by M. David Hornbuckle
A few years ago, if you drove up First Avenue North from downtown up to 55th Street, you would have seen garbage on the street, depressed buildings, and few people. What was once a vibrant neighborhood in Birmingham had lost much of its luminescence. Once-beautiful historic buildings had fallen into disrepair.
The old Masonic Temple at 5504 First Avenue North was one of those buildings, at least until 2004 when the building was purchased by Community Property Development. During renovations, they began to uncover the layers that had hidden this great piece of Birmingham history for decades.
In 2008, business partners Tazmine Morton-Stephens and Andrew Morrow bought it and began additional renovations. Morton-Stephens and Morrow have transformed the building into Woodrow Hall, featuring two large multi-purpose reception halls on the second and third floors. The owners rent out additional space in the building to a doctor’s office, a lawyer’s office, and the Desert Island Supply Company—an organization that arranges writing workshops and tutoring for area youth.
The building was erected in 1914 and used by the Masons off and on until about 2005. “There were a lot of secrets here,” Morton-Stephens says, “and ghosts too. During a consultation with a bride, the client's florist said he could sense a spirit by the name of Joshua. He assured me that he was a friendly spirit who used to work on the floor below years ago. He mentioned that he was carrying a case with a cross on it. I was totally freaked, but, with a building this old, there must be dozens of stories . . . We’re thinking about doing an event here for Halloween.”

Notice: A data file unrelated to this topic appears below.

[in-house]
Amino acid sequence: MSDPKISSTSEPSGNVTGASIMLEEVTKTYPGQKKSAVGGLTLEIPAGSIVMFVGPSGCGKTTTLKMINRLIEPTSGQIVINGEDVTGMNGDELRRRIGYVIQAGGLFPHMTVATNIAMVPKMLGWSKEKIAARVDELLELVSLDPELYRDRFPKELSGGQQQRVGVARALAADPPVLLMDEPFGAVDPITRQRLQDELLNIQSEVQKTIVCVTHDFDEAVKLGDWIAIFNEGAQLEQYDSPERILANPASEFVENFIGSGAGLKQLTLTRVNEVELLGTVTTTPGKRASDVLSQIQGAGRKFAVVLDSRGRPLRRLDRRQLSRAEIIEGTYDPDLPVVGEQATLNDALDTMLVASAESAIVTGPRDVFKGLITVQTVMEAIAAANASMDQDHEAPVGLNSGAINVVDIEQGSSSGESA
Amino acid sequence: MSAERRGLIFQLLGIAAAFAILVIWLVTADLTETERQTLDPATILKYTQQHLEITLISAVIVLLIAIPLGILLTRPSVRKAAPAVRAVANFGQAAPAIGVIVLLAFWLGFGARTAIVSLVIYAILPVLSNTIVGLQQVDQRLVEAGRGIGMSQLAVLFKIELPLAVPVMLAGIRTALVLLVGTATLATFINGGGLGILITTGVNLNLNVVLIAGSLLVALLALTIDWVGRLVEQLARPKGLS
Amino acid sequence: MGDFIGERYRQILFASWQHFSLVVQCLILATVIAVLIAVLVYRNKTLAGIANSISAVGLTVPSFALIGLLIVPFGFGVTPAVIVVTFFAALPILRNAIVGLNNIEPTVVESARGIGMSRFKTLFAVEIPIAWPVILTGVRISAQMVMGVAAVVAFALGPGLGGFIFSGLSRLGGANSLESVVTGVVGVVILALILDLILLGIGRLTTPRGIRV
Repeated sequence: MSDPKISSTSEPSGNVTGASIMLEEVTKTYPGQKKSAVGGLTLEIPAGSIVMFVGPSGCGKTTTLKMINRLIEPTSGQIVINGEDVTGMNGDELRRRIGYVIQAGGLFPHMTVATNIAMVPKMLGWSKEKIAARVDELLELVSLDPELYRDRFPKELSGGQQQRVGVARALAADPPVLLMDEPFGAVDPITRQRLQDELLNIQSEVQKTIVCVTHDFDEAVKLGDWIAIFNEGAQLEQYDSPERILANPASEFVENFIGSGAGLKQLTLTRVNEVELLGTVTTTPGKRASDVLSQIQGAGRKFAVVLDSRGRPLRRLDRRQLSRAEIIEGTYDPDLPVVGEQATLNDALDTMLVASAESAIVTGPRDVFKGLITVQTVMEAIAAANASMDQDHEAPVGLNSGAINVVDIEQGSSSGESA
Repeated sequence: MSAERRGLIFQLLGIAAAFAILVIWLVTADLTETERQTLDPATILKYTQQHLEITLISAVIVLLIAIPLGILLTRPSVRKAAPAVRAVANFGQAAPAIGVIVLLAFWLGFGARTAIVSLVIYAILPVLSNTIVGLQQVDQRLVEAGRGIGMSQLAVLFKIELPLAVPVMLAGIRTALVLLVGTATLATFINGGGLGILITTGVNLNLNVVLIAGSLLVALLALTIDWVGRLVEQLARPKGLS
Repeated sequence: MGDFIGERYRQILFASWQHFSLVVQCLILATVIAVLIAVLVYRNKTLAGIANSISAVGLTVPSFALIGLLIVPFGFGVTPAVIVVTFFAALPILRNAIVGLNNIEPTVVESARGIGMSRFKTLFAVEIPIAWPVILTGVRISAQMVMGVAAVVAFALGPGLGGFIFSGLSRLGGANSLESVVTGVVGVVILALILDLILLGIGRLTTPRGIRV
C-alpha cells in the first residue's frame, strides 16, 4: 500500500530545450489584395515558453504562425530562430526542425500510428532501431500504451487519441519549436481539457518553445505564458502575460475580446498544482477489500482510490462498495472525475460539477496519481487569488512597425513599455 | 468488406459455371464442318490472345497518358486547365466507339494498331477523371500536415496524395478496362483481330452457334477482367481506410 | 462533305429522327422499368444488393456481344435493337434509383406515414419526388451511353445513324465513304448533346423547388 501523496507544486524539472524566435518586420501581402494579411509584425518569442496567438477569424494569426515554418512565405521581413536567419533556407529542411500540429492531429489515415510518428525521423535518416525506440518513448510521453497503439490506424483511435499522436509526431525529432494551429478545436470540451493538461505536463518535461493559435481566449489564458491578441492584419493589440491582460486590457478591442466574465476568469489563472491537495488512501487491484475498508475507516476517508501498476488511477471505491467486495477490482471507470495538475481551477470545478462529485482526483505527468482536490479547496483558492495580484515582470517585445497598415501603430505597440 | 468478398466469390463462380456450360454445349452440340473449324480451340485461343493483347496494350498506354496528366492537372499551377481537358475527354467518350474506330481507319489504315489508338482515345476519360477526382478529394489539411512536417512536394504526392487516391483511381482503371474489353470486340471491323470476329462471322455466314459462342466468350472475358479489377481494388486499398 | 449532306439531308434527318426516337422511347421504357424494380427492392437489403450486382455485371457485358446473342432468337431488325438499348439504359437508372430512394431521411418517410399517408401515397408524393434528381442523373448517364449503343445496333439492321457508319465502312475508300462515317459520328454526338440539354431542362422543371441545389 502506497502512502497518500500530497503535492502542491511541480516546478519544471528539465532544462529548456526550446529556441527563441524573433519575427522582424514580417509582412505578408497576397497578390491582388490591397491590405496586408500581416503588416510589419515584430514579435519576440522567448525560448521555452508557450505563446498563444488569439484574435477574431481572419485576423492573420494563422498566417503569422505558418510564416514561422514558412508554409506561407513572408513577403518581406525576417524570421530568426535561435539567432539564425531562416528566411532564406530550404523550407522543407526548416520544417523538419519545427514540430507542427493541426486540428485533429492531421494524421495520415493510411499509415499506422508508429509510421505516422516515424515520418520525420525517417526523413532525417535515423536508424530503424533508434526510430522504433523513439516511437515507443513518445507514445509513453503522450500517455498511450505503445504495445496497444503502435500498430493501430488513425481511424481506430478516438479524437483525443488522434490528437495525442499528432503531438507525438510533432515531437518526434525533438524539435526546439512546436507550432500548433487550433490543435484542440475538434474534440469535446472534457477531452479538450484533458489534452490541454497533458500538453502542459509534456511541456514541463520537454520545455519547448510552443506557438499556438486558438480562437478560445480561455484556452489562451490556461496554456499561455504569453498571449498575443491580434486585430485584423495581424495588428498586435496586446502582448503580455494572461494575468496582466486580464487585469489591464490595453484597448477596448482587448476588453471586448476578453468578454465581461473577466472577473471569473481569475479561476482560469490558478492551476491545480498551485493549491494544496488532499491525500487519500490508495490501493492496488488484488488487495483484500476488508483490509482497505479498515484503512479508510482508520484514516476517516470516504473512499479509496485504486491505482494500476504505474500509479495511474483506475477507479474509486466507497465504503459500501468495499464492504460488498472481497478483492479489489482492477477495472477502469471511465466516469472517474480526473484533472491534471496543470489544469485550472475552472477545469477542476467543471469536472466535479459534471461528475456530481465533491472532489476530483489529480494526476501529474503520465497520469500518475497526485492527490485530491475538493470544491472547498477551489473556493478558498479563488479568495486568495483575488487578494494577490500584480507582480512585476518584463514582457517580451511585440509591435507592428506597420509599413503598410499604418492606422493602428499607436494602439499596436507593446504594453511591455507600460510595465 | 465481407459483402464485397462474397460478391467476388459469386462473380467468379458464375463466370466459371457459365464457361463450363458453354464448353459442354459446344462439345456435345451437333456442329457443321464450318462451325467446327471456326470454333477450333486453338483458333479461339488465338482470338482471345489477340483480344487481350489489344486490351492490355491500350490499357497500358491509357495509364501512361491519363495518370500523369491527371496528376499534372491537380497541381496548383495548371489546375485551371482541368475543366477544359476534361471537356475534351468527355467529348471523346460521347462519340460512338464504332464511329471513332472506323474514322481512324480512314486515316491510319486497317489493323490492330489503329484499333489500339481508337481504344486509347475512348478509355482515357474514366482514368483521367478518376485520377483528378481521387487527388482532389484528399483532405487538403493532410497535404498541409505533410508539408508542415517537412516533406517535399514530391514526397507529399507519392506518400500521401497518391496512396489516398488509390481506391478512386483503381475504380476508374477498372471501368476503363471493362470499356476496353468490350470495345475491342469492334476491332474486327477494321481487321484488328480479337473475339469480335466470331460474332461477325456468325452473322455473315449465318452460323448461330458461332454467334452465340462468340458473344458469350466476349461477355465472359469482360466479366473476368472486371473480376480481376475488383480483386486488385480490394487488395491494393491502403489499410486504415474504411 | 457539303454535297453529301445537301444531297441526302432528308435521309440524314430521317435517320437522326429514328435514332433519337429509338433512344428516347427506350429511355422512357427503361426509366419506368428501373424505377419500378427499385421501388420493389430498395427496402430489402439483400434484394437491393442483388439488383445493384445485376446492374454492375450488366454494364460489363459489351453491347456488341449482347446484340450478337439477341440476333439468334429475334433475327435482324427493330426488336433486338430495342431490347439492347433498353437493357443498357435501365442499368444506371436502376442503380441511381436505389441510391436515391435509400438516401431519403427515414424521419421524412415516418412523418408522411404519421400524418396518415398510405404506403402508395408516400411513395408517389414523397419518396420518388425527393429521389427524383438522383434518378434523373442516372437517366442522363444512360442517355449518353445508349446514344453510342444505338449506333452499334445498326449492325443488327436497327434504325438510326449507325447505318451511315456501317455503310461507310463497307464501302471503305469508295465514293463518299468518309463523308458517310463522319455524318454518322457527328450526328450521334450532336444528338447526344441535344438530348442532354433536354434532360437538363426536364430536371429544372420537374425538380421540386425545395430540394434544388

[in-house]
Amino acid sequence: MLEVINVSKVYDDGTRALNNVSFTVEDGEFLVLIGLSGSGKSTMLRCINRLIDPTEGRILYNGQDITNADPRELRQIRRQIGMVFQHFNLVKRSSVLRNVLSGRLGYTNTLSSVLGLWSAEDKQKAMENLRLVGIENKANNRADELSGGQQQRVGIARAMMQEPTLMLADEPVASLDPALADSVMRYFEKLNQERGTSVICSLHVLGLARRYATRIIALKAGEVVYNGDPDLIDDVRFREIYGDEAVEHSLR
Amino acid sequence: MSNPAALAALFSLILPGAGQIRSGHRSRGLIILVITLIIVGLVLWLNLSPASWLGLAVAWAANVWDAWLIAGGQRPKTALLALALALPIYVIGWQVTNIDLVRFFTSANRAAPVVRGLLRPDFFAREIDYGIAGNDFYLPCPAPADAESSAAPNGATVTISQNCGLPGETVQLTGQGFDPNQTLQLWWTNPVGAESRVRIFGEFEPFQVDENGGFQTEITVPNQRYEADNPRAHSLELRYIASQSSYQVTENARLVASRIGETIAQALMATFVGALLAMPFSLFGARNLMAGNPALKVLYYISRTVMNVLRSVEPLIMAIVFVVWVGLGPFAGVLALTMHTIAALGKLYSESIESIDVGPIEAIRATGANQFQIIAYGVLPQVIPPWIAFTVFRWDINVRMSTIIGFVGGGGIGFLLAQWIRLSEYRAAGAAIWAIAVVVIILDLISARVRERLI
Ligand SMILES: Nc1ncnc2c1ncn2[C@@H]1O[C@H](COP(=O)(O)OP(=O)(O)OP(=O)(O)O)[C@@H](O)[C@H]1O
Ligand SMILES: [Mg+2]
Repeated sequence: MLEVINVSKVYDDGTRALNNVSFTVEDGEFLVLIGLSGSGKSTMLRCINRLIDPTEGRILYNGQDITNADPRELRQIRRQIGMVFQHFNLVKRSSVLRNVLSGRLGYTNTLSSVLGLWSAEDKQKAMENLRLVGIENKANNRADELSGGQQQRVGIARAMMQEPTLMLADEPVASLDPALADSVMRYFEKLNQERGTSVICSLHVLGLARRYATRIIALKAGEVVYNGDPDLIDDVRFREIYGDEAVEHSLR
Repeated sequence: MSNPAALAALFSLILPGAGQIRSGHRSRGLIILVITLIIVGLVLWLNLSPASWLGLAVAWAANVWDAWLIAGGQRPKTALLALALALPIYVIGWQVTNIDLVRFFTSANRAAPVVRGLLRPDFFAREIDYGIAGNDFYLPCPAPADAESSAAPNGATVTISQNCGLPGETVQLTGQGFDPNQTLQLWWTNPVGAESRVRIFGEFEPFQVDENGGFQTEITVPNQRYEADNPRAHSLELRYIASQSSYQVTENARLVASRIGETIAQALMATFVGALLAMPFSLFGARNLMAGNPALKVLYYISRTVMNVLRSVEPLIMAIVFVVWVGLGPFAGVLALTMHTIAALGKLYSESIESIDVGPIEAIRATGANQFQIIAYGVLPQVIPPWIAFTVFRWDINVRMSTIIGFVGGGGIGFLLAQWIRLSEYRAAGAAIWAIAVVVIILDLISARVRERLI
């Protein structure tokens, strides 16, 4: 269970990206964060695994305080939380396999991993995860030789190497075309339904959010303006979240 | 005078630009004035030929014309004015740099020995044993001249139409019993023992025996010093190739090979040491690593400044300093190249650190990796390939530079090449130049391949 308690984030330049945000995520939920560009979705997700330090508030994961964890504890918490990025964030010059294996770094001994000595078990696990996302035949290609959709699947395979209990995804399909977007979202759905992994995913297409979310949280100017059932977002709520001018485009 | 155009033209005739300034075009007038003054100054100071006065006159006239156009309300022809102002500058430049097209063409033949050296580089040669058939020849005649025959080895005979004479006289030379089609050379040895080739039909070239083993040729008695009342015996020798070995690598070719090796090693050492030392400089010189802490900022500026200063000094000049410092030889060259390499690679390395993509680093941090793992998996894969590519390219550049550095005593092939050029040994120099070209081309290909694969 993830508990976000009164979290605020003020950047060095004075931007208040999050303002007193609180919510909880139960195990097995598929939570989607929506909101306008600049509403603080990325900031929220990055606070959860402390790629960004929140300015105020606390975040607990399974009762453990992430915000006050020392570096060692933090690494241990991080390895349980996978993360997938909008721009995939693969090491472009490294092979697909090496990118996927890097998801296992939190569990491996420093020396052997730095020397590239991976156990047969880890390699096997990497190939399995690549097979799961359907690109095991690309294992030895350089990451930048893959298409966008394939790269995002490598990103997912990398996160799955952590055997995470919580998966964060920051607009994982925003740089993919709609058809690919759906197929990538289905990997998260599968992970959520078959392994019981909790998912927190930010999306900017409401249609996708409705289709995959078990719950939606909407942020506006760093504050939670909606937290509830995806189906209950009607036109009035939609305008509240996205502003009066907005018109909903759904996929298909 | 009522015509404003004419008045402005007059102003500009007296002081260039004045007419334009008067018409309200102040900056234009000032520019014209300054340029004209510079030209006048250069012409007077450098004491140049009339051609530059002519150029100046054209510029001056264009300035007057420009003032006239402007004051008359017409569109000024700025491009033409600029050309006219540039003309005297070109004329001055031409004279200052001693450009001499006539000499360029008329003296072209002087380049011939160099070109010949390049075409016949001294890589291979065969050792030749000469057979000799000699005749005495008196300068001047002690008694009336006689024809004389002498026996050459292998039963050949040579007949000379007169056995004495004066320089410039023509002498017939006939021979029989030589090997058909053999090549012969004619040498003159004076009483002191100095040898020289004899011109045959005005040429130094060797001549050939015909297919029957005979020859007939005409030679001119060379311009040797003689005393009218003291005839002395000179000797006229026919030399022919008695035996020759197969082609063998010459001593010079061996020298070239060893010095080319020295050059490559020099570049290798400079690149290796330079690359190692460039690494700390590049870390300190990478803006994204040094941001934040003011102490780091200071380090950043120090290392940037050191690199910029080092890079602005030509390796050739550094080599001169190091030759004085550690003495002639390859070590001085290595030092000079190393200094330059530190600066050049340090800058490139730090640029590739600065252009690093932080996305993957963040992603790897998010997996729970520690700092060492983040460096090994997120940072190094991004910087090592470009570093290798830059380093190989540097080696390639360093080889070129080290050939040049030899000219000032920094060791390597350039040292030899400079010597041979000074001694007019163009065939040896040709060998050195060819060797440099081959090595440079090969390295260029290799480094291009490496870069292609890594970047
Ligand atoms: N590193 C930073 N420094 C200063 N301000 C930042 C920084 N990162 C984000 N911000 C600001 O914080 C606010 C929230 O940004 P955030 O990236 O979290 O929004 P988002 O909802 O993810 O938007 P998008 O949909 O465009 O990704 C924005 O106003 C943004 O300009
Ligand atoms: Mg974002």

The partners bought the building because they are very interested in revitalization of the Woodlawn neighborhood. Morton-Stephens says, "It’s actually our main goal. We’re hoping that with us being here, the neighborhood will be more attractive to other business owners. And we’re hoping that people who left this area years ago will want to return." They named the building Woodrow Hall after a prominent philanthropic family that had lived in the Woodlawn neighborhood during its halcyon days. "The Woodrows live in Crestview now. They’ve been very supportive of what we’ve been doing," she says.
Although the bread-and-butter business of Woodrow Hall is weddings and receptions, Morton-Stephens says she is very interested in hosting all types of events. Already, a monthly retro dance party called "Friday on My Mind" has found its home at Woodrow Hall. Local band the Delicate Cutters held a CD-release party at the hall this past summer. “People really enjoy going to see live music at a venue that isn’t a loud, smoky bar,” Morton-Stephens says.
More music and alternative events are scheduled in the coming months.
See http://woodrowhall.com for more information about the venue.